By Mokareoluwa A.
At a Tops Friendly Market store on a quiet Saturday morning in Buffalo, New York, on the 14th of May 2022, the world once again saw a repugnant, destructive display of the lethality that so often and so harrowingly accompanies alt-right ideology. Black people were targeted, hunted, and mowed down in a racially motivated attack — ten were left dead.
The mistake of thinking that this kind of act of cruelty is unfounded must not be made; the Buffalo shooter live-streamed his entire racist rampage on the internet, as well as leaving a ‘manifesto’ riddled with racist, antisemitic, and extremist drivel. Payton Gendron, the gunman, is an example of yet another person radicalised online — yet another whose perception of the world was warped by the Alt-Right Pipeline, with devastating effects. Any attempt to curb the thorny, weed-like growth of the alt-right must, then, involve an attempt to understand the spreading phenomenon of online radicalization.
The term ‘Alt-Right Pipeline’ denotes a process in which an individual’s beliefs are incrementally changed through consistent exposure to, and immersion in, various extremist media and discourse on the internet, culminating in a complete ideological shift towards those worldviews, and potentially real-life acts of terror. (This is not to say that all extremist media is alt-right, but the term is used in specific reference to the alt-right alone.) It might begin with introduction to certain ‘conservative’ principles, but it does not end there. As many people know, the nature of sites such as YouTube is such that users are recommended videos related to that which they have just watched, over and over again; regardless of the near infinite inventory YouTube boasts, users’ pages are algorithmically personalized and geared towards the content they consume. They are thus steered towards specific content, and in some cases potentially extremist content.
This shift is a symptom of the basic human desire to explore interests and uncover ‘truths’ more and more. The effect of this is that viewers are progressively led “down a rabbit hole of extremism” (Zeynep Tufecki, 2018), their thought and worldview almost completely reshaped by the pervasive nature of online media. Echo chambers are created as such discourse leaves YouTube and finds reinforcement on such sites as Reddit and Discord – users are inundated and inundate their peers with such extremism until it becomes normal and the old normal is rejected.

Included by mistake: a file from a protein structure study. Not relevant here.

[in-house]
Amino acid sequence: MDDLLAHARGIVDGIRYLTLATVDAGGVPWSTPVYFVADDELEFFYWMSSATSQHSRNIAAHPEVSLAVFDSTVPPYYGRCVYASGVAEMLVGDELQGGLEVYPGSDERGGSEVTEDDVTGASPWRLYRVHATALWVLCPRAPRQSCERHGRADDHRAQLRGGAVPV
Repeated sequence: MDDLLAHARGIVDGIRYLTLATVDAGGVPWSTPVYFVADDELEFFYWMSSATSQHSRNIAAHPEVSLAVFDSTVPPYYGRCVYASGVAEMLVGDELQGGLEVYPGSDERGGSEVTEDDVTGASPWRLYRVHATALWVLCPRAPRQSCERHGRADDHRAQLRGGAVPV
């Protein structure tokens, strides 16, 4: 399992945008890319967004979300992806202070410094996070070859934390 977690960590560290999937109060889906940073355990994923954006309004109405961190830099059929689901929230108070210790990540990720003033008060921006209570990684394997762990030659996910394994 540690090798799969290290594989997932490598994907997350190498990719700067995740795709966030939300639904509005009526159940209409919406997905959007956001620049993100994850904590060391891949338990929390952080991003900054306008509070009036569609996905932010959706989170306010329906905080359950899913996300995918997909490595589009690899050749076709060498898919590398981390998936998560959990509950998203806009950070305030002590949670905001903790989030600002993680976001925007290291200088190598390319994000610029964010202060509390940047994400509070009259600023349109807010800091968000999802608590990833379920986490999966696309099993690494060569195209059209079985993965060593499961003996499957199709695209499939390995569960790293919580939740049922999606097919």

The Pipeline is such that jokes and memes lead to the normalization of their toxic subject matter — the more you see and the more is shared, hiding under thinly-veiled irony, the less outrageous they become. Once they become normal, the user acclimatizes to certain levels of extremism until they effectively grow numb to a degree of hatred, pushing deeper into thought more dangerous and deadly than they had previously experienced. As this process carries on, users move into a mental state in which they are able to dehumanize anyone who does not share sympathy for their rhetoric — whether this be Black people, Jewish people, feminists, Marxists and more — and think of them or vocally demean them as lesser beings, undeserving of rights or personhood. To them, only the ‘red-pilled’ are human.
We have seen such individuals carry out many acts of violence in recent times — the Christchurch Mosque shootings, the 2018 massacre of Jewish worshippers at a Pittsburgh Synagogue, and others. However, there is no officially recognized term that can be designated to individuals who participate in such incendiary discourse and online behaviour before engaging in physical acts of violence. The people carrying out these attacks belong to no recognized groups, and are individuals operating independently, picking and killing their own targets. Thus, it can appear as though these people are slipping out of the woodwork with no prior signs and committing unspeakable acts of terror. However, this perception is flawed; they have always been there, lurking along the darkly bordered lines of social media, perverted by those who have come before them. Nurtured and festering within the toxic environments of far-right Internet groups, one might consider it inevitable that such people would realise their hatred in the form of raising guns and swords against those whom they have been conditioned to hate. The depths of the Internet are manufacturing monsters, and they are closer to the surface than we might all like to believe — the tendrils sweeping about the mouth of the pipeline are affecting us all, who may fail to look twice at slurs pushed across our touchscreens or memes shared at the expense of certain already-marginalised groups.
If these acts of violence that threaten our very way of life are to be stopped, and if the perennial loss of life is to meet an end, work must be done to disrupt the conspiracies of these volatile individuals and stop people from being drawn into the pipeline altogether.